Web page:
Historically, the objective has always been to delay death, but now everyone seems inspired by the power of Gilead Science’s new product to cure hepatitis C. This is a much better clinical outcome than the generic alternatives with their nasty side-effects. Pharma leadership, particularly biotech executives, used the conference venue to declare their commitment to finding cures for diseases, with special attention placed on Alzheimer’s, Parkinson’s, MS and hepatitis.

Business Model Flip
One reimbursement policy implication is that over the next 5 to 10 years we could potentially see the pharma/healthcare business model flip from delivering moderately priced drugs that chronically-ill patients take for the rest of their life to a new model in which therapies might cure a disease in a short period of time, but with a very high price tag. For example, the business and social contract is already changing from supplying a generic drug that someone with hepatitis C would take for the rest of their life to a drug can cure the patient in 12 weeks, but will cost $86,000.

Read Full Article Now »

Wrapping Services Around Products: The New Pharma Model

File under: Digital Health, Healthcare innovation, Patient Engagement, Pharma innovation

“The home is ultimately going to be the major site of care for all but the sickest patients.”

This from an interview with George Halvorson, CEO of Kaiser Permanente, in which he expounds about healthcare reform and the vertically integrated model that is Kaiser.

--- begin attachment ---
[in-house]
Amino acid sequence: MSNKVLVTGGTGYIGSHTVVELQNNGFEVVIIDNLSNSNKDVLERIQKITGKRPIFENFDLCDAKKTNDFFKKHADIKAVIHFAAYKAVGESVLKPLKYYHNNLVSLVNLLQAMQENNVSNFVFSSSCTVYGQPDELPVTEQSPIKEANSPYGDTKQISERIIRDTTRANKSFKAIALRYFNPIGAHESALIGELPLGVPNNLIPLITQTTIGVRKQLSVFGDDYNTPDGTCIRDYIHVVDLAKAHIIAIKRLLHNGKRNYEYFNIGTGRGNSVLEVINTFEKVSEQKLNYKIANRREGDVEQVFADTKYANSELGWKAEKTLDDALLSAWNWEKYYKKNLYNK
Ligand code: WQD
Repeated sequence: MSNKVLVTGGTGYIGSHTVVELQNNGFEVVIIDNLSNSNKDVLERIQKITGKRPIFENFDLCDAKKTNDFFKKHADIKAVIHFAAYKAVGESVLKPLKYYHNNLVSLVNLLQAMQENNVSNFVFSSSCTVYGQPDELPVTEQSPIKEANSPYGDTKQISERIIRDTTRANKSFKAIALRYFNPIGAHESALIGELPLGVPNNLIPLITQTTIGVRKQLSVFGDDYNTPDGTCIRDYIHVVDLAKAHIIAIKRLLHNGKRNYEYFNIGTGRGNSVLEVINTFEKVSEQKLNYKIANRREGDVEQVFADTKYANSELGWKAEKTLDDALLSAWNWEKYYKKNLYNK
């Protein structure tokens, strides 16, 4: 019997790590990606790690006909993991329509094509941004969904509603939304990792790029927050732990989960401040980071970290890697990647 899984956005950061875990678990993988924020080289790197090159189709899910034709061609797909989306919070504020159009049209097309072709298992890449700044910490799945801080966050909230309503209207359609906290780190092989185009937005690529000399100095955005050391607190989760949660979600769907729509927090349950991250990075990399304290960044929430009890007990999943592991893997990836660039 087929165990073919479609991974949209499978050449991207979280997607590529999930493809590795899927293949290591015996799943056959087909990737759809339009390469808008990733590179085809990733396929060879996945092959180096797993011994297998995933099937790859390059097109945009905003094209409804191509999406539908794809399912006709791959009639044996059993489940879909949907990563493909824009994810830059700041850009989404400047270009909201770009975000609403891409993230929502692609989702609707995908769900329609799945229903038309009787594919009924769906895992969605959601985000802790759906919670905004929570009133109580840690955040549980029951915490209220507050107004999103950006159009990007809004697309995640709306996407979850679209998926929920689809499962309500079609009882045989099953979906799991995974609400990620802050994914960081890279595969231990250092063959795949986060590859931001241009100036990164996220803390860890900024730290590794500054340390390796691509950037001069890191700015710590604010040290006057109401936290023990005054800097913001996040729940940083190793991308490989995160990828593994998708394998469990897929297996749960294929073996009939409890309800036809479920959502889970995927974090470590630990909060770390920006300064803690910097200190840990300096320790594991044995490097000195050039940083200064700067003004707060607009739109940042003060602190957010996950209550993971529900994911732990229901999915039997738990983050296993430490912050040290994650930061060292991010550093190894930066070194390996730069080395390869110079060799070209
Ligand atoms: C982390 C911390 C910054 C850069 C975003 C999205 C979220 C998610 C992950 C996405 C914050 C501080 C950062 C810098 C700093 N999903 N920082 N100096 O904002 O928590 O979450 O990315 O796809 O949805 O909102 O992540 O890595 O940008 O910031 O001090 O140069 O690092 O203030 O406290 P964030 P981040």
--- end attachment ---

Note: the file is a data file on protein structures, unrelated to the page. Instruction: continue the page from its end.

Essentially, he’s saying that we will move from the traditional office-centric model to a new approach using technology like e-visits, e-connectivity, remote patient monitoring and smart phone apps to support home-based healthcare. Technology will be the backbone of patient care in a world in which more people are covered by health insurance and there is a shrinking population of primary care physicians

Technology and Patient Empowerment

Halvorson’s remarks suggest that the trends we’re seeing in patient empowerment, like The Quantified Self and websites like Patients Like Me, are all part of a future in which we won’t spend time in a hospital unless we are really sick. And we may actually be spending less time in a doctor’s office, too.

This brings up many questions. What does this mean for prevention? For treatment? How do we use technology to enable people to live healthier lives so that they don’t even need to use the healthcare system? And, ultimately, when we do need the healthcare system, how do we support the home environment to provide for effective treatment?

And what role will pharma play in an integrated healthcare delivery model?

prod serv 2The New Reality for Pharma
This comes back to a theme that I’ve talked about in the past. There is an important role for pharma in this new reality, but it means a change in identity from product manufacturer to healthcare services. Pharma has an opportunity to play a larger role in health services that enhance the value of the products it already provides.

Examples of Products + Services